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Flying Yankees get down and dirty in Georgia

A C-130H Hercules aircraft assigned to the 103rd Airlift Wing prepares to take off from Ramagen dirt strip, Bryon County, Ga., Jan. 7, 2015. The aircraft was piloted by Lt. Col. Steve Gwinn and Maj. Josh Panis; both were qualifying for a special certification that permits them to land on short, unimproved runways. (U.S. Air National Guard photo by Senior Air-man Emmanuel Santiago)

A C-130H Hercules aircraft assigned to the 103rd Airlift Wing prepares to take off from Ramagen dirt strip, Bryon County, Ga., Jan. 7, 2015. The aircraft was piloted by Lt. Col. Steve Gwinn and Maj. Josh Panis; both were qualifying for a special certification that permits them to land on short, unimproved runways. (U.S. Air National Guard photo by Senior Air-man Emmanuel Santiago)

SAVANNAH COMBAT READINESS TRAINING CENTER - Garden City, Ga. -- Blue skies and beautiful weather set the stage for two pilots assigned to the 118th Airlift Squadron to receive their unimproved airfields certification, or dirt cert, on Ramagen landing strip in Bryon County, Georgia, while deployed to the Combat Readiness Training Center, Savannah, Georgia. More than 100 Airmen from the 103rd Airlift Wing deployed to the CRTC for op-eration Snow Bird; this certification was just one of the many training goals accomplished.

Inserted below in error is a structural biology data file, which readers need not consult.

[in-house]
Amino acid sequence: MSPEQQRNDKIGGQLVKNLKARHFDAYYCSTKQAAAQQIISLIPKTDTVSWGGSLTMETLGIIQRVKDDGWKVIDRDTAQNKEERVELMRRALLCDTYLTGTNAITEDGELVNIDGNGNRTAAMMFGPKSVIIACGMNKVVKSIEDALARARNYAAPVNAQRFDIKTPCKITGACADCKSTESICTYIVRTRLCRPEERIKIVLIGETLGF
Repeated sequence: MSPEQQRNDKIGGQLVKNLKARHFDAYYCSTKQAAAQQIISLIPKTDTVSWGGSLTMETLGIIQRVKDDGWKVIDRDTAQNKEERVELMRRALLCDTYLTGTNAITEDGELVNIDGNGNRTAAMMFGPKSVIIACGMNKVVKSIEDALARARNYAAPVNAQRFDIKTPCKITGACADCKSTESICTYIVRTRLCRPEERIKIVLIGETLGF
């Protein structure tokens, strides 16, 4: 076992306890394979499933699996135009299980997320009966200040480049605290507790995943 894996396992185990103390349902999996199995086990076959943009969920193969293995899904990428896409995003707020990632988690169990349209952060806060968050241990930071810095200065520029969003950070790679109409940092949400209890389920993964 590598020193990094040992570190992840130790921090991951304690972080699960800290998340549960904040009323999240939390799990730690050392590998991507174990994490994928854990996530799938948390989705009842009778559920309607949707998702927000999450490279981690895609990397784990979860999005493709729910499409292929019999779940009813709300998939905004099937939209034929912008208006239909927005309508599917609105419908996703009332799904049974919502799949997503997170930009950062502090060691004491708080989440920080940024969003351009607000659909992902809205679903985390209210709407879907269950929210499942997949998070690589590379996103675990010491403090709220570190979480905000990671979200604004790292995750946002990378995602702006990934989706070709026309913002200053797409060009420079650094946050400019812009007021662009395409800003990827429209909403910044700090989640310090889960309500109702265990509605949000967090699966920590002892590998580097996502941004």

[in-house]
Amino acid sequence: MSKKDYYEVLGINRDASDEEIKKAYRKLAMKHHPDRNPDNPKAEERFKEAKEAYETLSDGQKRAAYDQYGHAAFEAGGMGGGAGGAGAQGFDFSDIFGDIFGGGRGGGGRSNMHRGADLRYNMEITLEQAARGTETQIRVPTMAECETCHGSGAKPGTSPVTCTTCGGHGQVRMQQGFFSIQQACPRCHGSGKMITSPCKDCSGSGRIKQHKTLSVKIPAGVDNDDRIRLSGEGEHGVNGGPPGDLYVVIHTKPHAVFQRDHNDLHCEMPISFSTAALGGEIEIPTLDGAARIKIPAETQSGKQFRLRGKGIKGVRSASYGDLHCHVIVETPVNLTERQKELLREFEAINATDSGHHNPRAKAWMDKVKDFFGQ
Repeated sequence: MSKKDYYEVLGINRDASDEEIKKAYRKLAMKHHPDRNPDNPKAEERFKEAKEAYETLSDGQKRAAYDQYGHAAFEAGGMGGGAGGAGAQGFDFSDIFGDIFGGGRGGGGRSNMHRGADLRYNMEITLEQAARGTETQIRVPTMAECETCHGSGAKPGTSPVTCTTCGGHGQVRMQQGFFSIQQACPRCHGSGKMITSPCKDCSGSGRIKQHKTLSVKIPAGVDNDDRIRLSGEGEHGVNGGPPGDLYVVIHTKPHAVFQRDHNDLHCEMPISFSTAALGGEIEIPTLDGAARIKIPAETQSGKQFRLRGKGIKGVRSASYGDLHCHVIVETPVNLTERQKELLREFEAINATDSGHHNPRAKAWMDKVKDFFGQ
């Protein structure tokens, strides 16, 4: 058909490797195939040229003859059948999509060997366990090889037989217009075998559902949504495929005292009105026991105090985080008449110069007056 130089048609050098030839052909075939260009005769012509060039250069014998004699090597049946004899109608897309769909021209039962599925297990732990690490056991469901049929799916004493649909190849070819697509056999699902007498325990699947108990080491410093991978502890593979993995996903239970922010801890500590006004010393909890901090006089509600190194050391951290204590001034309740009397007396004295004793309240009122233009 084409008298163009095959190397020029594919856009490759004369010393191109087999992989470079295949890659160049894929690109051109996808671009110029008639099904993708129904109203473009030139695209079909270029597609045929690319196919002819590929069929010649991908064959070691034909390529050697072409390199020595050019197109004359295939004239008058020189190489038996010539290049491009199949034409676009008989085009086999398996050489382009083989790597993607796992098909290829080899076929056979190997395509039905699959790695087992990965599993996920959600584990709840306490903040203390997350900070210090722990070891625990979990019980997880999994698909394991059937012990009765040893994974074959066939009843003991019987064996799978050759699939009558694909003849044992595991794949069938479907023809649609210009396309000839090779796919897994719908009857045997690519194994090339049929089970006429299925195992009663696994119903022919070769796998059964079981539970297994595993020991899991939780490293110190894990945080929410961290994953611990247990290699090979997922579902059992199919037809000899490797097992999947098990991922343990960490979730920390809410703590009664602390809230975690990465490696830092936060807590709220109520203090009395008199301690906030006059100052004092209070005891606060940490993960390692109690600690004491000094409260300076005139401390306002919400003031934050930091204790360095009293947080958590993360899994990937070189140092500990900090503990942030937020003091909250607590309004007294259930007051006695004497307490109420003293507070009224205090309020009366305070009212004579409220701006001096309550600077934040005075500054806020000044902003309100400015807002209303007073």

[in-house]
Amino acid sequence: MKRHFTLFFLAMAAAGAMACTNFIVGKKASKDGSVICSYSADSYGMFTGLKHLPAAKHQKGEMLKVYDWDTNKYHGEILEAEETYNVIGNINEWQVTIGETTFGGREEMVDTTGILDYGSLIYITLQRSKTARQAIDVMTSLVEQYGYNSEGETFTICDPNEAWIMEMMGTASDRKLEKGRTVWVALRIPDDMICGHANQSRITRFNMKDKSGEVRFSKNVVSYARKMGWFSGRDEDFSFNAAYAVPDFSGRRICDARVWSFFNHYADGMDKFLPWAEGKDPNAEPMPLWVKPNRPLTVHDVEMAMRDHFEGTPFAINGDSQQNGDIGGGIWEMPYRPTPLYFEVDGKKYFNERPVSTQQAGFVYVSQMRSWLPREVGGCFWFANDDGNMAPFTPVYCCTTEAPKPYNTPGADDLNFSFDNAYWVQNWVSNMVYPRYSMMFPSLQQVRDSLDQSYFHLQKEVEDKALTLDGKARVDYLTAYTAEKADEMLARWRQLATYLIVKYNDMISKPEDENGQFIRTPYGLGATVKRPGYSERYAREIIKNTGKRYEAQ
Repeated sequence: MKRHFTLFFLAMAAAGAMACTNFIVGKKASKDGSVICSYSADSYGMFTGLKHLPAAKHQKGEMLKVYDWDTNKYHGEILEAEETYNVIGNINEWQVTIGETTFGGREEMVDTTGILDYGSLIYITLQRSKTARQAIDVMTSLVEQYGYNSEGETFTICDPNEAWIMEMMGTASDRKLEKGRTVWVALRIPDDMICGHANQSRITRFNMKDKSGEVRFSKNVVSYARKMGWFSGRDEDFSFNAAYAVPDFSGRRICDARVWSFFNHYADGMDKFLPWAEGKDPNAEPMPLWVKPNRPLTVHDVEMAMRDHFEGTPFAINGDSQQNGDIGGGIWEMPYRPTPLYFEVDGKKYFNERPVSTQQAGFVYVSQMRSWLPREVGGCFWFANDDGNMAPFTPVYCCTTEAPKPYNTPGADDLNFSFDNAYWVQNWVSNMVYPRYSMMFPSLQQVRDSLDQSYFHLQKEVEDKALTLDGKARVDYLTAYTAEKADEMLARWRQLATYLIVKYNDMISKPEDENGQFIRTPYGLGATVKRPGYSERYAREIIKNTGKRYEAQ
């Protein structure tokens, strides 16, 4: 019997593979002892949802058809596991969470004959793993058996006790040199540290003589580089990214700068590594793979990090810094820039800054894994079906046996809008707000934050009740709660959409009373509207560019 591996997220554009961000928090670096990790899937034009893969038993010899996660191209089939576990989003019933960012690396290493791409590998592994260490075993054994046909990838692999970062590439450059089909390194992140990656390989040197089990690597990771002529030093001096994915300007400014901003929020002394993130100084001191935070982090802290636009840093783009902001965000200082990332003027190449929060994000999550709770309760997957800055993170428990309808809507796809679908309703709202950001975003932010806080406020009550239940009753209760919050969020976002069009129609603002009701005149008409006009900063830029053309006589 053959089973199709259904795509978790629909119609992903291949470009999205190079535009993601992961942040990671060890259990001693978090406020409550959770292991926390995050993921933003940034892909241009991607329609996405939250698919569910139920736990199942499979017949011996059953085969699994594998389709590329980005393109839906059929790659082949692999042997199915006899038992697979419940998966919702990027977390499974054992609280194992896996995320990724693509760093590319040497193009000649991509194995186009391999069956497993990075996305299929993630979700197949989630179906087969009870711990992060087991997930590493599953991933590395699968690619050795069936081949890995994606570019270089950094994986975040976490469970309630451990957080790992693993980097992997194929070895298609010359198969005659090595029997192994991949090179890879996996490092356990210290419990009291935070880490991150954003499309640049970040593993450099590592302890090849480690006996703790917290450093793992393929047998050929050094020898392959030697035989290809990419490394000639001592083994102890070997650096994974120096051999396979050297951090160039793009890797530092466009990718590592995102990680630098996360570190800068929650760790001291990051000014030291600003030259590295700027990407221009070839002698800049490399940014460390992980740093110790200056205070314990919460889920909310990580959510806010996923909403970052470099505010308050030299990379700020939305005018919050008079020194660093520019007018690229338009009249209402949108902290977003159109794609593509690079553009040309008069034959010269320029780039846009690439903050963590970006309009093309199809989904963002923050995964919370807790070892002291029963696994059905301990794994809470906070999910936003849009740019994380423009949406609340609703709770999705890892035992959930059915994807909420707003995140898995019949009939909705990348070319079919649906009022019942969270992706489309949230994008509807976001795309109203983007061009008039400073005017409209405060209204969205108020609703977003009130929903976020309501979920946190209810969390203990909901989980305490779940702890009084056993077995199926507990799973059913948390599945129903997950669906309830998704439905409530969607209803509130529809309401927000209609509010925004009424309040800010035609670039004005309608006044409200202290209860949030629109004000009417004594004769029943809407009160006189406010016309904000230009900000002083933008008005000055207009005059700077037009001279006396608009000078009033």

To attain the dirt cert, the pilot must complete maximum effort landings on a dirt landing strip. The Ramagen landing strip is significantly smaller than a normal runway. During this session, the pilots also completed a series of "touch and go" landings, a process in which the aircraft lands and takes off without coming to a complete stop. The purpose of the touch and go is to maintain the pilots' takeoff and landing skills.

For a pilot who has extensive hours of flight time, taking off and landing is nothing new. Now factor in the very small space on which these pilots have to land the massive aircraft and it becomes easy to appreciate the challenging task this certification validates. If the aircraft approaches short of this window, it may be damaged. If the plane lands past the allotted space, there may not be enough runway for the aircraft to come to a complete stop.

The training was a team effort. The 165th Civil Engineer Squadron and CRTC personnel prepared the dirt runway and Airmen from Portland, Oregon, where in charge of air traffic control. Together they facilitated this training which has not been seen here in two years.
    
According to Lt. Col. Steve Gwinn, one of the pilots flying the mission, achieving the unimproved landing certification was the next step in the 103rd Airlift Wing's progress towards full mission-ready status.

"The dirt cert is not to be overlooked just because we complete it after training at Little Rock. It's the third main mission set of the C-130 to land anywhere, anytime, to resupply our troops," said Gwinn. "Plus, what pilot wouldn't want to land a big airplane on a piece of dirt? It's just fun."